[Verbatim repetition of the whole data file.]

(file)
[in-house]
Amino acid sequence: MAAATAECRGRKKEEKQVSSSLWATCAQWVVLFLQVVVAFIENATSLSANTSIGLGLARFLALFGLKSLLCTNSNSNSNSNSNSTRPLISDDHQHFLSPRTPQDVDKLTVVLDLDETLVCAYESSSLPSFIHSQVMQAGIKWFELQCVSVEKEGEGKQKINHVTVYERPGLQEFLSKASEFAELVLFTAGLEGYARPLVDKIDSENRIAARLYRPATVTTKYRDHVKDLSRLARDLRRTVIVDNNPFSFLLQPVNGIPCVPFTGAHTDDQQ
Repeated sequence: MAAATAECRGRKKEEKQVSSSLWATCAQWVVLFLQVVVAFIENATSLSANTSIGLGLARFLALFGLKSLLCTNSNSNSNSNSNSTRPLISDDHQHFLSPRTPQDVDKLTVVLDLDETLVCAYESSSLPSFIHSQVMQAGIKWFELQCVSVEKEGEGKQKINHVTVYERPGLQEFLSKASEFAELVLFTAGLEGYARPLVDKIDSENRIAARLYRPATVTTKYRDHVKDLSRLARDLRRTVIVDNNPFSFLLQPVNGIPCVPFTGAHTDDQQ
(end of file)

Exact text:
[in-house]
Amino acid sequence: MAAATAECRGRKKEEKQVSSSLWATCAQWVVLFLQVVVAFIENATSLSANTSIGLGLARFLALFGLKSLLCTNSNSNSNSNSNSTRPLISDDHQHFLSPRTPQDVDKLTVVLDLDETLVCAYESSSLPSFIHSQVMQAGIKWFELQCVSVEKEGEGKQKINHVTVYERPGLQEFLSKASEFAELVLFTAGLEGYARPLVDKIDSENRIAARLYRPATVTTKYRDHVKDLSRLARDLRRTVIVDNNPFSFLLQPVNGIPCVPFTGAHTDDQQ
Repeated sequence: MAAATAECRGRKKEEKQVSSSLWATCAQWVVLFLQVVVAFIENATSLSANTSIGLGLARFLALFGLKSLLCTNSNSNSNSNSNSTRPLISDDHQHFLSPRTPQDVDKLTVVLDLDETLVCAYESSSLPSFIHSQVMQAGIKWFELQCVSVEKEGEGKQKINHVTVYERPGLQEFLSKASEFAELVLFTAGLEGYARPLVDKIDSENRIAARLYRPATVTTKYRDHVKDLSRLARDLRRTVIVDNNPFSFLLQPVNGIPCVPFTGAHTDDQQ